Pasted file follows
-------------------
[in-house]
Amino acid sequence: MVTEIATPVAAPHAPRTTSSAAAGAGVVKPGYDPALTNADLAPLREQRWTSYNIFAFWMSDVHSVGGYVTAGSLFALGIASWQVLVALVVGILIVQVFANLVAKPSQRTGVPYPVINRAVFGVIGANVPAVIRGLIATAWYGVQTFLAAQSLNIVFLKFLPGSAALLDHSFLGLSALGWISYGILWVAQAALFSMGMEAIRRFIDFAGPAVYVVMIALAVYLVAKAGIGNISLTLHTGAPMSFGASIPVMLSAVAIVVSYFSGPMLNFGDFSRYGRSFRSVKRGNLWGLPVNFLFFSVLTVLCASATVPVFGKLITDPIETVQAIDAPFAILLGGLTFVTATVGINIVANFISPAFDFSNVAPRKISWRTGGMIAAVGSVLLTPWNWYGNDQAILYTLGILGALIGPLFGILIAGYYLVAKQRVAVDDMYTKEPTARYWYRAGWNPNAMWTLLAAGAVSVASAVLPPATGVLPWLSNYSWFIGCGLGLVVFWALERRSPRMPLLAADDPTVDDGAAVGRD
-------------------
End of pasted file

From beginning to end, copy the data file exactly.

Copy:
[in-house]
Amino acid sequence: MVTEIATPVAAPHAPRTTSSAAAGAGVVKPGYDPALTNADLAPLREQRWTSYNIFAFWMSDVHSVGGYVTAGSLFALGIASWQVLVALVVGILIVQVFANLVAKPSQRTGVPYPVINRAVFGVIGANVPAVIRGLIATAWYGVQTFLAAQSLNIVFLKFLPGSAALLDHSFLGLSALGWISYGILWVAQAALFSMGMEAIRRFIDFAGPAVYVVMIALAVYLVAKAGIGNISLTLHTGAPMSFGASIPVMLSAVAIVVSYFSGPMLNFGDFSRYGRSFRSVKRGNLWGLPVNFLFFSVLTVLCASATVPVFGKLITDPIETVQAIDAPFAILLGGLTFVTATVGINIVANFISPAFDFSNVAPRKISWRTGGMIAAVGSVLLTPWNWYGNDQAILYTLGILGALIGPLFGILIAGYYLVAKQRVAVDDMYTKEPTARYWYRAGWNPNAMWTLLAAGAVSVASAVLPPATGVLPWLSNYSWFIGCGLGLVVFWALERRSPRMPLLAADDPTVDDGAAVGRD